161. Hayoz R, Vietti-Violi N, Duran R, et al. The combination of hepatobiliary phase with Gd-EOB-DTPA and DWI is highly accurate for the detection and characterization of liver metastases from neuroendocrine tumor. Eur Radiol 2020;30(12):6593–602.

162. Freitas PS, Janicas C, Veiga J, et al. Imaging evaluation of the liver in oncology patients: A comparison of techniques. World J Hepatol 2021;13(12):1936–55.

163. Sahani DV, Bajwa MA, Andrabi Y, et al. Current status of imaging and emerging techniques to evaluate liver metastases from colorectal carcinoma. Ann Surg 2014;259(5):861–72.

164. Bonney GK, Chew CA, Lodge P, et al. Liver transplantation for non-resectable colorectal liver metastases: The International Hepato-Pancreato-Biliary Association consensus guidelines. Lancet Gastroenterol Hepatol 2021;6(11):933–46.

165. Martínez C, Lai JK, Ramai D, et al. Cancer registry study of malignant hepatic vascular tumors: Hepatic angiosarcomas and hepatic epithelioid hemangioendotheliomas. Cancer Med 2021;10(24):8883–90.

166. Lazăr DC, Avram MF, Romoşan I, et al. Malignant hepatic vascular tumors in adults: Characteristics, diagnostic difficulties and current management. World J Clin Oncol 2019;10(3):110–35.

167. Frezza AM, Napolitano A, Miceli R, et al. Clinical prognostic factors in advanced epithelioid haemangioendothelioma: A retrospective case series analysis within the Italian Rare Cancers Network. ESMO Open 2021;6(2):100083.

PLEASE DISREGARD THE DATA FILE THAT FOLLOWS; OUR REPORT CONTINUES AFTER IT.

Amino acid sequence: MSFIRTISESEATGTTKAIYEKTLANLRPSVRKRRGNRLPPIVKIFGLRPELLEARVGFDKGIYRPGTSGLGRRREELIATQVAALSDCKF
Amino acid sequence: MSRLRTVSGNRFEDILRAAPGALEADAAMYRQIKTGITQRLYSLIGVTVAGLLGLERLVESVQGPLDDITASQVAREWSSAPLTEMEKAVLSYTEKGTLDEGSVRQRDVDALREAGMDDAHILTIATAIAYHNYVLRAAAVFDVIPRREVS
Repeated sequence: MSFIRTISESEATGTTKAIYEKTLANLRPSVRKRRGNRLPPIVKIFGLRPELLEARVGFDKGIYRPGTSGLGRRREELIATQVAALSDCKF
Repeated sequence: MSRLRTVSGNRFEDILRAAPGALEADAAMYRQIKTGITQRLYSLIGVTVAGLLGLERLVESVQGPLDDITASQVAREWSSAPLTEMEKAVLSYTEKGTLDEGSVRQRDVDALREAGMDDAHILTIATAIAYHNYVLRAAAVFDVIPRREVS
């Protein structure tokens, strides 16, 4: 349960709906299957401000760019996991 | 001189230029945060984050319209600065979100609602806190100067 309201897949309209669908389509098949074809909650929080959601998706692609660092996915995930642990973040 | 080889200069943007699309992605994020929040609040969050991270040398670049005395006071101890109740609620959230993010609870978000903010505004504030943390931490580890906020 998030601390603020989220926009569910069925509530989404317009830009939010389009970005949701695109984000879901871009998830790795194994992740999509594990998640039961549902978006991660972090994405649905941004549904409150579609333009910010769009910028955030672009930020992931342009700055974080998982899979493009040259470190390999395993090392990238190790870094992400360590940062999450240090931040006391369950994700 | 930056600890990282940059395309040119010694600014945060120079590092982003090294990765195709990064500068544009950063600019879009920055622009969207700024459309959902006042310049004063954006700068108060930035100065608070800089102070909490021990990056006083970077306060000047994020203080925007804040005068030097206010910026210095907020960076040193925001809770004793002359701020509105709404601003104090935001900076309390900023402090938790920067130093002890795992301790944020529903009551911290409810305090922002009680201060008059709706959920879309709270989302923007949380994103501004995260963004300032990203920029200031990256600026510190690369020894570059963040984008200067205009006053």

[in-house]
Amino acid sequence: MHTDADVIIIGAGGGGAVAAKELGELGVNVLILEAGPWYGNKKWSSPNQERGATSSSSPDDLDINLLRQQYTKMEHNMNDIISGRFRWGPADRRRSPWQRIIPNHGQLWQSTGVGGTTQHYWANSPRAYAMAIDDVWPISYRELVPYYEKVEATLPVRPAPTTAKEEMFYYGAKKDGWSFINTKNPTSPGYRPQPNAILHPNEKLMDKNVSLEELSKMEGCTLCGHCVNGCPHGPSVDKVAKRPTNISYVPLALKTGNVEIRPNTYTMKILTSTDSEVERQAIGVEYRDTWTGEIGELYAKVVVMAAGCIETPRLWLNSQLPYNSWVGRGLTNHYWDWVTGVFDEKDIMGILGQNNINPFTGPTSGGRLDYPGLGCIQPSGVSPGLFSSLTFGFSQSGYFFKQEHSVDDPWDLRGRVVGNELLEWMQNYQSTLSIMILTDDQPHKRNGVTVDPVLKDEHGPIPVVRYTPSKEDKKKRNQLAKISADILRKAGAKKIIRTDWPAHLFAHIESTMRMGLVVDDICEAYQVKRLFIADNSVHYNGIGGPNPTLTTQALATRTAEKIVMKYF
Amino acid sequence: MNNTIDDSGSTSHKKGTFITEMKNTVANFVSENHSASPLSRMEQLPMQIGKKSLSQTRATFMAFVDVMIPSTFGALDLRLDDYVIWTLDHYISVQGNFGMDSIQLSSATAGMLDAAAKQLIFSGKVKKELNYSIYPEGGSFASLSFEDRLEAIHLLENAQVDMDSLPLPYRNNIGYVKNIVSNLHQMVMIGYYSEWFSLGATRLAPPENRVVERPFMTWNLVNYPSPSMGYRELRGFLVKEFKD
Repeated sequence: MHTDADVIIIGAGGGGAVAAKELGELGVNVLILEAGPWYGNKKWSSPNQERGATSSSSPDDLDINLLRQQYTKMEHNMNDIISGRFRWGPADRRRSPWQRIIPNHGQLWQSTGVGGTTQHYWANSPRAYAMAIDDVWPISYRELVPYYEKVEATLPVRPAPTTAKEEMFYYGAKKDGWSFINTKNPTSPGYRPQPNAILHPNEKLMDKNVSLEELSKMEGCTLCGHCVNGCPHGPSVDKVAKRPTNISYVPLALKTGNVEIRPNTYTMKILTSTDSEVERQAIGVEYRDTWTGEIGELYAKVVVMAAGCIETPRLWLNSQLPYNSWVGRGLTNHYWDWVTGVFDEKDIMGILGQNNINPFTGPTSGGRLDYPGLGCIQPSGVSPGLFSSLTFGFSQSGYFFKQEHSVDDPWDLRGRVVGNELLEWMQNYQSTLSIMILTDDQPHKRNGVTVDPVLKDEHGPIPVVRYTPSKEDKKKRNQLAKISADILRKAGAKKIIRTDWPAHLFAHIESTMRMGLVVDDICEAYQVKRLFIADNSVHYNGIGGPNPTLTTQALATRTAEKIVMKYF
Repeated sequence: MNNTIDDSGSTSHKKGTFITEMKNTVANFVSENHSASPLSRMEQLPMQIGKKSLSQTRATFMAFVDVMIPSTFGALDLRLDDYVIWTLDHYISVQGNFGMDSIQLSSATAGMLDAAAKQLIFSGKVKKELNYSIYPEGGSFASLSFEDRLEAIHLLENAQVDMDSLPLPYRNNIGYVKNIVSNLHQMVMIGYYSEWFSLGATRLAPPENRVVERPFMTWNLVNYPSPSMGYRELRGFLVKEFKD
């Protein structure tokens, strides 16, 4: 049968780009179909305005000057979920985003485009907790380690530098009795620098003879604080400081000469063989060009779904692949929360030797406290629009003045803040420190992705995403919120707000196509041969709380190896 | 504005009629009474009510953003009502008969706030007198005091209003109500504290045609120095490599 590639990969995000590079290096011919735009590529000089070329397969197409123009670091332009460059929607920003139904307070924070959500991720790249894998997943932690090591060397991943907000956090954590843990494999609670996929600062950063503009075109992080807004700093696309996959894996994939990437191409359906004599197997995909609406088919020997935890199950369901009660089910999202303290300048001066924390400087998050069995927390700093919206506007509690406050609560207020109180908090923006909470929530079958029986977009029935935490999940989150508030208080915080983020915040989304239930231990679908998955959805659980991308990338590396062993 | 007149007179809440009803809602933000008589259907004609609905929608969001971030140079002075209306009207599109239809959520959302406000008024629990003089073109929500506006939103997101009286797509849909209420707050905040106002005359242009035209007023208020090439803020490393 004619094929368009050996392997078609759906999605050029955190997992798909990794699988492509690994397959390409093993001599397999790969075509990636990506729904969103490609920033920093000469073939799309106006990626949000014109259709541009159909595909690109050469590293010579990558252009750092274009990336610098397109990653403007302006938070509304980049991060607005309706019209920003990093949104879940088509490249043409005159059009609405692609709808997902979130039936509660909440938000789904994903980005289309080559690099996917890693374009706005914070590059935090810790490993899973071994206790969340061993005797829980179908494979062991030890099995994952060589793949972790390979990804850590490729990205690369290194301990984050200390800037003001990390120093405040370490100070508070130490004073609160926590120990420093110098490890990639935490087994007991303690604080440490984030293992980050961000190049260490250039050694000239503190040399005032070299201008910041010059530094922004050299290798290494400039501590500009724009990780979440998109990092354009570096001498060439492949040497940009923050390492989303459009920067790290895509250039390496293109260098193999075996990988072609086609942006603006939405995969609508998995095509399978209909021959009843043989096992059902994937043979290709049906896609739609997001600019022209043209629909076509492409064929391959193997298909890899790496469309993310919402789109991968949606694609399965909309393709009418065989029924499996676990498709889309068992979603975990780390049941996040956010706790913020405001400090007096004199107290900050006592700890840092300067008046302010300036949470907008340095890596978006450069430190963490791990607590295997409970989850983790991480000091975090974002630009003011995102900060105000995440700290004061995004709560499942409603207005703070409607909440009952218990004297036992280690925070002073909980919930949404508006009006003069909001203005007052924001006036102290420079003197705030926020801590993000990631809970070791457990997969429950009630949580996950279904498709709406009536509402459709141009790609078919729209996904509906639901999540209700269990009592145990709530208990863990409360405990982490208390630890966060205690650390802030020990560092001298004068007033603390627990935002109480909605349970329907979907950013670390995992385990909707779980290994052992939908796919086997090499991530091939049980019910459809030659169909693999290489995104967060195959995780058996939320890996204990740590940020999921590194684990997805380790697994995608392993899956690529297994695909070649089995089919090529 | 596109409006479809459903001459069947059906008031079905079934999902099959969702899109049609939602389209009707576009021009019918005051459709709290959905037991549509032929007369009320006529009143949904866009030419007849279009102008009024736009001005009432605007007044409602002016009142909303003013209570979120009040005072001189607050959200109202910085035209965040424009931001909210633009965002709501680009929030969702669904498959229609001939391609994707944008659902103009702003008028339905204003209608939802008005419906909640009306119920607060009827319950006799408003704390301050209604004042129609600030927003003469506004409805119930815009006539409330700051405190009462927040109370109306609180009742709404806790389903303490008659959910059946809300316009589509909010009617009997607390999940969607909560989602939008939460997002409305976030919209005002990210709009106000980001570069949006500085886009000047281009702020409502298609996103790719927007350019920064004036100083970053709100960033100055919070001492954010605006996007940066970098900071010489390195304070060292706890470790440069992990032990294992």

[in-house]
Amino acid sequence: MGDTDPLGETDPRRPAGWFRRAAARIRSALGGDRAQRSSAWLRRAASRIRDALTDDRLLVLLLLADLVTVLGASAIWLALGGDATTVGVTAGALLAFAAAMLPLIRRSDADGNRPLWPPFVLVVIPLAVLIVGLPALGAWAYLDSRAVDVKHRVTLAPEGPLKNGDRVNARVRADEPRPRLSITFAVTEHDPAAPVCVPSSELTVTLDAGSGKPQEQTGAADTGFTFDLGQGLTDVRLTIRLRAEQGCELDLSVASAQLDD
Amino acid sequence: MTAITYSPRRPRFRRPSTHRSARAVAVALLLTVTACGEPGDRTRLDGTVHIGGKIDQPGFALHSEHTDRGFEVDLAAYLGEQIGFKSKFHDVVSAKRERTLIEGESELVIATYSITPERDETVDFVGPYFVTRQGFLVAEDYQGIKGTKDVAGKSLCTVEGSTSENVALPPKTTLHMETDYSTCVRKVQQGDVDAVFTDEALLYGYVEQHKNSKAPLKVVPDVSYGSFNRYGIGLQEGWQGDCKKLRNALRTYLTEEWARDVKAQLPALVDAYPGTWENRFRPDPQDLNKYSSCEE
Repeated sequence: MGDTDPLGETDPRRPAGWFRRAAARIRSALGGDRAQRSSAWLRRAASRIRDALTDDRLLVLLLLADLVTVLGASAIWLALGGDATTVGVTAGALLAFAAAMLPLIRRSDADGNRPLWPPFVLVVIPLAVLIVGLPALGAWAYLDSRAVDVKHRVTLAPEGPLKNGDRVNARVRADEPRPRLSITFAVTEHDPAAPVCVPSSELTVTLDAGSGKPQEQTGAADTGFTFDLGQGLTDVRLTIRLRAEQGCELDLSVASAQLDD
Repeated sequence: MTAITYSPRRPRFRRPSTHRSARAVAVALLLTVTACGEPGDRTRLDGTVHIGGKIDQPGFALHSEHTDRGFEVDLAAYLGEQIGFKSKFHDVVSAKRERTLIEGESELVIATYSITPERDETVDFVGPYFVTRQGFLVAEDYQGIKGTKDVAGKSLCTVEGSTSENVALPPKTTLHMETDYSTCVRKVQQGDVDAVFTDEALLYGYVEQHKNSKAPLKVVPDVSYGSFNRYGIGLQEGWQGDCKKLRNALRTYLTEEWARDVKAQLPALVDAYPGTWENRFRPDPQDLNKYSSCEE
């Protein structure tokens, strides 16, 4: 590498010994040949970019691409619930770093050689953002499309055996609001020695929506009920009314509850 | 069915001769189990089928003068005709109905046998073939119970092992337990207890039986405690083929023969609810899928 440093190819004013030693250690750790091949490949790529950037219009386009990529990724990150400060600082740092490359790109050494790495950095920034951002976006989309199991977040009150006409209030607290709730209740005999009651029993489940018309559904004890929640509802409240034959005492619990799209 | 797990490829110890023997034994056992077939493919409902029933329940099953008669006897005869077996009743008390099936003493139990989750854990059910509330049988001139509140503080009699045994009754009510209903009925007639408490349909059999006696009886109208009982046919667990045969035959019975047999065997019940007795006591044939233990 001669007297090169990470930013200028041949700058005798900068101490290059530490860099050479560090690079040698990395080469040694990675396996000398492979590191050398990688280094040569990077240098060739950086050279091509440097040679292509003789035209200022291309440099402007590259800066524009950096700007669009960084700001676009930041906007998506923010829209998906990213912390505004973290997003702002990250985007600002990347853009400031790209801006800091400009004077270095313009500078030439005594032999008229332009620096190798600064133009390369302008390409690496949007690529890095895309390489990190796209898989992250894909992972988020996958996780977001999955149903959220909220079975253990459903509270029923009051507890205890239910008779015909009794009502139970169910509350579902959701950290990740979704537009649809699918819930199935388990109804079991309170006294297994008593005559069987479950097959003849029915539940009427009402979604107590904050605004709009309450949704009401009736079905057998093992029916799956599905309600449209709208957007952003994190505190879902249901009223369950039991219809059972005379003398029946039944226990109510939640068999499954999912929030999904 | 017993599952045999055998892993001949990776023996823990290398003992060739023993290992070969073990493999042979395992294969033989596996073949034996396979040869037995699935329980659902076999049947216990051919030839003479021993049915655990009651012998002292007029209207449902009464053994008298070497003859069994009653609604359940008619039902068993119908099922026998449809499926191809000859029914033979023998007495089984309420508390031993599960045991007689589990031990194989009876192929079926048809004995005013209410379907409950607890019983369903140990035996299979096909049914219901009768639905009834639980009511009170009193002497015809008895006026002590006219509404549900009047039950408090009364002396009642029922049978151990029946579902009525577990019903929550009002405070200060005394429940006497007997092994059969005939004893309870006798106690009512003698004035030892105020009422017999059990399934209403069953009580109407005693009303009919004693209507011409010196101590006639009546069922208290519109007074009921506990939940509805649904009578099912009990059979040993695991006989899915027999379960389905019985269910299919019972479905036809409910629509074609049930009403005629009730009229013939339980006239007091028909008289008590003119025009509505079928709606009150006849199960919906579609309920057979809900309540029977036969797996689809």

168. Virarkar M, Saleh M, Diab R, et al. Hepatic hemangioendothelioma: An update. World J Gastrointest Oncol 2020;12(3):248–66.

169. Dong Y, Wang WP, Cantisani V, et al. Contrast-enhanced ultrasound of histologically proven hepatic epithelioid hemangioendothelioma. World J Gastroenterol 2016;22(19):4741–9.

170. Qiu T, Zhu D, Fu R, et al. Conventional ultrasound and contrast-enhanced ultrasound in hepatic epithelioid hemangioendothelioma: Retrospective evaluation in 20 cases. Front Oncol 2022;12:686650.

171. Wang X, Liang P, Lv P, et al. Clinical characteristics and CT features of hepatic epithelioid haemangioendothelioma and comparison with those of liver metastases. Insights Imaging 2022;13(1):9.

172. Zhang W, Zhang H, Zhong Y, et al. Novel and specific MRI features indicate the clinical features of patients with rare hepatic tumor epithelioid hemangioendothelioma. Front Oncol 2022;12:729177.

173. Mamone G, Miraglia R. The “target sign” and the “lollipop sign” in hepatic epithelioid hemangioendothelioma. Abdom Radiol (NY) 2019;44(4):1617–20.

174. Liu Z, Yi L, Chen J, et al. Comparison of the clinical and MRI features of patients with hepatic hemangioma, epithelioid hemangioendothelioma, or angiosarcoma. BMC Med Imaging 2020;20(1):71.

175. Wang W, Liu G, Hu P, et al. Imaging characteristics and prognostic values of hepatic epithelioid hemangioendothelioma on (18)F-FDG PET/CT. Clin Exp Med 2020;20(4):557–67.

176. Stacchiotti S, Miah AB, Frezza AM, et al. Epithelioid hemangioendothelioma, an ultra-rare cancer: A consensus paper from the community of experts. ESMO Open 2021;6(3):100170.

177. Na BG, Hwang S, Ahn CS, et al. Post-resection prognosis of patients with hepatic epithelioid hemangioendothelioma. Ann Surg Treat Res 2021;100(3):137–43.

178. Brahmbhatt M, Prenner S, Bittermann T. Liver transplantation for hepatic epithelioid hemangioendothelioma is facilitated by exception points with acceptable long-term outcomes. Transplantation 2020;104(6):1187–92.

179. Kaltenmeier C, Stacchiotti S, Gronchi A, et al. Treatment modalities and long-term outcomes of hepatic hemangioendothelioma in the United States. HPB (Oxford) 2022;24(10):1688–96.

180. Frezza AM, Ravi V, Lo VulloS, et al. Systemic therapies in advanced epithelioid haemangioendothelioma: A retrospective international case series from the World Sarcoma Network and a review of literature. Cancer Med 2021;10(8):2645–59.